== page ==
Members from all branches of the aerospace industry will be hoping to find some lift for an industry caught in a tailspin as the Paris Air Show opens its doors, 100 years on from the very first show.

Despite the downturn, however, organisers of the Paris Air Show, which runs from 15 to 21 June in Le Bourget, have recorded the highest exhibitor and crowd sales yet.

Big announcements are expected from the show, as well as a historic fly past celebrating 100 years of flight.

However, the focus this year is likely to shift away from orders and more towards innovation and other industry issues such as ways to overcome economic woes.

The loss of the Air France flight that disappeared into the Atlantic Ocean, taking with it all 228 lives on board, will also be mourned.

Only last month the International Air Transport Association (IATA) forecast that the global airline industry would loose $9bn in 2009, a figure nearly double the $4.7bn estimate made in March, only three months ago.

According to IATA figures, revenue from the airline industry will fall by 15% to $448bn in 2009 from $528bn in 2008. Passenger yields will also dip by 7%.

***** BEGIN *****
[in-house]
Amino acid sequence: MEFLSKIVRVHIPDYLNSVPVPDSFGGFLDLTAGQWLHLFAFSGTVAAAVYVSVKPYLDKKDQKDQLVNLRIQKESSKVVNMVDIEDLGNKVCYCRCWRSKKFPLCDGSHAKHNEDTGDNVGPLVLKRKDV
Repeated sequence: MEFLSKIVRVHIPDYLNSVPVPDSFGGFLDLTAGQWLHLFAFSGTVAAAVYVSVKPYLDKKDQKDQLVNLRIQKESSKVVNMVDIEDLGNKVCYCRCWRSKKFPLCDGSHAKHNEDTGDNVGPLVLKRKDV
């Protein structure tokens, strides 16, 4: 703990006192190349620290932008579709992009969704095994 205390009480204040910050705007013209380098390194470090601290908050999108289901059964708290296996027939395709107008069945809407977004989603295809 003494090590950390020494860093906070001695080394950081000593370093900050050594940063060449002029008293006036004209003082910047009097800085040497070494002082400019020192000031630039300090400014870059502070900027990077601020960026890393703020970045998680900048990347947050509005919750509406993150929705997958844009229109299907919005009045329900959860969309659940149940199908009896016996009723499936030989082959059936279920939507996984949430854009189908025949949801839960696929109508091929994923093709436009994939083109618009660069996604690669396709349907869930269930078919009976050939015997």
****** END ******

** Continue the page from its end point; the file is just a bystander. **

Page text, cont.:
The recession has also damaged cargo figures. The demand for cargo in April dropped for the fourth month in a row to more than 20% below previous levels, according to IATA figures.

These figures don’t bode well for manufacturers like Boeing, which confirmed last month that it had reduced forecasts for the commercial aircraft market over the next 20 years.

Boeing has now reduced its estimate of 29,400 new commercial and freight aircraft by 400, down to 29,000 commercial passenger and freight aircraft.

The outlook for the defence sector is just as worrying.
Boeing has announced that the A400M could make its first flight before the end of the year – that is if any buyers for the long-delayed military transport aircraft remain after this week.

The eagerly anticipated 787 will not be on show at all, however, a new UAV for commercial purposes has already been released by Elbit and other announcements are expected throughout the show.

Major defence industry supplier EADS, which has seen shares fall 8.06%, has also warned this will not be a show for orders.

With so many small businesses attending this year’s exhibition, however, the focus could turn to support services and supplier technologies.

In the wake of the Air France disaster, safety is likely to garner a lot of attention and spectators will also be eagerly anticipating moves within smaller companies to sidle in with alternatives to the big beleaguered programmes.

Although this Paris Air Show is unlikely to be a show for big orders, the focus on technology, innovation and competition will still be there. Stay tuned to for all the big news this week.